A Cape of Storms gale gave Abby a break when she entered Table Bay Harbor in Cape Town at about 13:15 UTC May 5 just ahead of the heavier wind. Unfortunately a cloud tablecloth covered the prominent landmark for seafarers, Table Mountain.
The wind that was about 25 knots gusting up to 30 knots, calmed down to 15 knots when Abby neared Cape Town, updated and email from one of Abbys support team members minutes before her arrival.
As Abby entered the harbor a big container ship, Ocean Africa passed behind her as if confirming that she is in African waters. Correne Coetzer from ExplorersWebs African office was there to see her docking at the V&A; Waterfront Marina and to have a quick chat with her.
Abby looked a bit tired and a bit intimidated by the all the people after this long alone at sea. She told ExplorersWeb she hasnt slept much the last few days because of the presence other ships in the area. Otherwise she sleeps well on the boat. She usually wakes up several times at night, she said, sometimes to check things.
What were highlights during the 103 days at sea? I love it out there, said Abby. Every day is a highlight, exciting and different. It is where I want to be. She doesnt know if this long time at sea has changed her, but what she knows is that she loves the sea now more than ever.
Sailing around Cape Horn was something she always wanted to do, said Abby, but unfortunately she didnt get to see it because it was too far away.
When she was 13 she knew she wanted to sail solo and got out as many times as she could on her own, she said. Her older brother Zac was her final inspiration to sail around the world when he did in 2008-09.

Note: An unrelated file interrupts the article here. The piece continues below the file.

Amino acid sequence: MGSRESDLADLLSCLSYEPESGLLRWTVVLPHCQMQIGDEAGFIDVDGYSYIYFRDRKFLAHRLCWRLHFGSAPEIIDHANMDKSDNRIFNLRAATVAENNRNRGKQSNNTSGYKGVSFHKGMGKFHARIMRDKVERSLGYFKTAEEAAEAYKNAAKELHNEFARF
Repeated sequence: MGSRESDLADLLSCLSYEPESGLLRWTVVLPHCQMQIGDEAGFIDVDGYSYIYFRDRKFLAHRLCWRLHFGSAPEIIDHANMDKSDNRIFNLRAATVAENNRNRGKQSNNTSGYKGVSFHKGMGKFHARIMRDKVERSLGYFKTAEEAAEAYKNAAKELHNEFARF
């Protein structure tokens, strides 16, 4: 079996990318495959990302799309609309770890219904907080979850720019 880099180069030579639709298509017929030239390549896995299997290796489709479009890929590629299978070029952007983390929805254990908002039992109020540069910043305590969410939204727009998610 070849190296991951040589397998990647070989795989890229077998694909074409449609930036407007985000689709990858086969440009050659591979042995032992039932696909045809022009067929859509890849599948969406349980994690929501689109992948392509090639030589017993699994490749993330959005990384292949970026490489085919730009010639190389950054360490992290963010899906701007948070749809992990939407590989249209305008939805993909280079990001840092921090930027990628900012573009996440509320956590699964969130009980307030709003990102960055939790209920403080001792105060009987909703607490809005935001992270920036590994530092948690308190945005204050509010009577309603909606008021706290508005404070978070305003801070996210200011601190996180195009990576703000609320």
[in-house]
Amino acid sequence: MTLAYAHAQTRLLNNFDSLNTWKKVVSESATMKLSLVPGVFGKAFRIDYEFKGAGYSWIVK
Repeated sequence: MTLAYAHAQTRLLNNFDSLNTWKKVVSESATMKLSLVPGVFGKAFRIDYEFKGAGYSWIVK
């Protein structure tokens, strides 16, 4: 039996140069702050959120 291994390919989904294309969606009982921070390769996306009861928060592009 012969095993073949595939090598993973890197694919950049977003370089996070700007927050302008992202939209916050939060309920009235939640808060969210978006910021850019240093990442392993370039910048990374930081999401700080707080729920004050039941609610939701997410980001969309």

Abbys 18-year old brother, Zac, who came to Cape Town to support her, is full of admiration for his sister. It is a mind trip and she is doing an amazing job, he told ExplorersWeb.
Asking him about the role that their parents played in their round-the-world trips, Zac said, We were raised on the ocean. They have faith in us and gave us the opportunity. They could have easily said no, but they didnt and it is great.
Abbys father Laurence and Zac were on the support boat that met Abby outside Cape Town.
Laurence told ExplorersWeb that at one stage during the problems with the autopilot they thought the broken autopilot would jeopardize Abbys sail, but Abigail did an excellent job by repairing the one, using parts of both autopilots. I didnt think she would be capable to do such technical work.
Laurence said one of the secrets of Abby and Zacs success is that they as parents are involved in what their children do. [Zac is the oldest and Abby the second oldest of eight children]. It is great that they chose something that is my expertise, he said, and added he wants his children to be functional adults and not big kids; and that parents should have expectations for their kids. If they have low expectations they must not be surprised if their kids dont do anything.
Back to Abby; what was her scariest moment on this trip? I had a few, but got over them quickly. I had to deal with deal with the situations as fast as possible. Only afterwards they scared me most.
If she could give advice to other teens, Abby said to ExplorersWeb, Set big goals, have high expectations of yourself and go for it. Even if you are thirteen, or fourteen, like Laura Dekker. Dont judge by age. Laura has the support of her parents but was stopped by the [Dutch] government. The physiologist that evaluated her doesnt know anything about sailing.
Abby and her father want to get the work on the boat done as soon as possible. It is winter in the Southern Hemisphere and she has to round Southern Australia and sail the Indian Ocean, but she will only go when everything is repaired, said Laurence. There are a few other repairs as well, like the wind generator and GPS antennas. Abby will also stock up on fresh food. She says probably one of the hardest parts is eating freeze-dried food every day.